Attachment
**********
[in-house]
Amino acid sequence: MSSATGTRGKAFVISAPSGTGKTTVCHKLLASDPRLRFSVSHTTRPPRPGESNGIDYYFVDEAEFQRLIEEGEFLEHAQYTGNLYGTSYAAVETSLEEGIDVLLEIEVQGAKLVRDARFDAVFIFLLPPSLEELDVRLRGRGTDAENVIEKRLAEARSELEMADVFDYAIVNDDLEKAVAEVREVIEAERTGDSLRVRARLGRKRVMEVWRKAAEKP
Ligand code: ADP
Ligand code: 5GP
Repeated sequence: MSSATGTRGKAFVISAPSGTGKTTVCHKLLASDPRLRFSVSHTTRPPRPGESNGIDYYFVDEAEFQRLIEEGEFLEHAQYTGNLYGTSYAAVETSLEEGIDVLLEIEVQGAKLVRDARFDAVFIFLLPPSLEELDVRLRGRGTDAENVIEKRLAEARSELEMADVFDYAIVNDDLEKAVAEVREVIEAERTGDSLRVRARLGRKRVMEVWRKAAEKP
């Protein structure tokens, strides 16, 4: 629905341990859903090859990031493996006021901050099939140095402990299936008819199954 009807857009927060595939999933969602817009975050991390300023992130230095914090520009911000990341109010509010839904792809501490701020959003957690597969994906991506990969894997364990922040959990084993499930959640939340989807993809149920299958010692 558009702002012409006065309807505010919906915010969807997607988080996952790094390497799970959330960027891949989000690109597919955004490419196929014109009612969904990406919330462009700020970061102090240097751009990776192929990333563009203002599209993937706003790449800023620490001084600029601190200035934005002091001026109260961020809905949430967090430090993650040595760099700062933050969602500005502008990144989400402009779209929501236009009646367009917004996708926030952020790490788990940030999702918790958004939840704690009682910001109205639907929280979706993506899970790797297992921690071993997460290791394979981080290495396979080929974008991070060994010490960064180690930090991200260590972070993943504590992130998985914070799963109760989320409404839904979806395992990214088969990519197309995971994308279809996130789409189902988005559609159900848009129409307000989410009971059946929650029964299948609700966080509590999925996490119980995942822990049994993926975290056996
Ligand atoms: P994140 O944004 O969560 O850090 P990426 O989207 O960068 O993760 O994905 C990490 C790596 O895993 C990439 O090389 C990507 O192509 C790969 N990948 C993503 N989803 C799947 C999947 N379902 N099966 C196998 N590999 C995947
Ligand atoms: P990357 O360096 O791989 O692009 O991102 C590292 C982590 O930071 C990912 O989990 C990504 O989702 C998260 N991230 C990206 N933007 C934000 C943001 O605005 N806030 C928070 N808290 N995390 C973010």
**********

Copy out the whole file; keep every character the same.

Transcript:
[in-house]
Amino acid sequence: MSSATGTRGKAFVISAPSGTGKTTVCHKLLASDPRLRFSVSHTTRPPRPGESNGIDYYFVDEAEFQRLIEEGEFLEHAQYTGNLYGTSYAAVETSLEEGIDVLLEIEVQGAKLVRDARFDAVFIFLLPPSLEELDVRLRGRGTDAENVIEKRLAEARSELEMADVFDYAIVNDDLEKAVAEVREVIEAERTGDSLRVRARLGRKRVMEVWRKAAEKP
Ligand code: ADP
Ligand code: 5GP
Repeated sequence: MSSATGTRGKAFVISAPSGTGKTTVCHKLLASDPRLRFSVSHTTRPPRPGESNGIDYYFVDEAEFQRLIEEGEFLEHAQYTGNLYGTSYAAVETSLEEGIDVLLEIEVQGAKLVRDARFDAVFIFLLPPSLEELDVRLRGRGTDAENVIEKRLAEARSELEMADVFDYAIVNDDLEKAVAEVREVIEAERTGDSLRVRARLGRKRVMEVWRKAAEKP
């Protein structure tokens, strides 16, 4: 629905341990859903090859990031493996006021901050099939140095402990299936008819199954 009807857009927060595939999933969602817009975050991390300023992130230095914090520009911000990341109010509010839904792809501490701020959003957690597969994906991506990969894997364990922040959990084993499930959640939340989807993809149920299958010692 558009702002012409006065309807505010919906915010969807997607988080996952790094390497799970959330960027891949989000690109597919955004490419196929014109009612969904990406919330462009700020970061102090240097751009990776192929990333563009203002599209993937706003790449800023620490001084600029601190200035934005002091001026109260961020809905949430967090430090993650040595760099700062933050969602500005502008990144989400402009779209929501236009009646367009917004996708926030952020790490788990940030999702918790958004939840704690009682910001109205639907929280979706993506899970790797297992921690071993997460290791394979981080290495396979080929974008991070060994010490960064180690930090991200260590972070993943504590992130998985914070799963109760989320409404839904979806395992990214088969990519197309995971994308279809996130789409189902988005559609159900848009129409307000989410009971059946929650029964299948609700966080509590999925996490119980995942822990049994993926975290056996
Ligand atoms: P994140 O944004 O969560 O850090 P990426 O989207 O960068 O993760 O994905 C990490 C790596 O895993 C990439 O090389 C990507 O192509 C790969 N990948 C993503 N989803 C799947 C999947 N379902 N099966 C196998 N590999 C995947
Ligand atoms: P990357 O360096 O791989 O692009 O991102 C590292 C982590 O930071 C990912 O989990 C990504 O989702 C998260 N991230 C990206 N933007 C934000 C943001 O605005 N806030 C928070 N808290 N995390 C973010």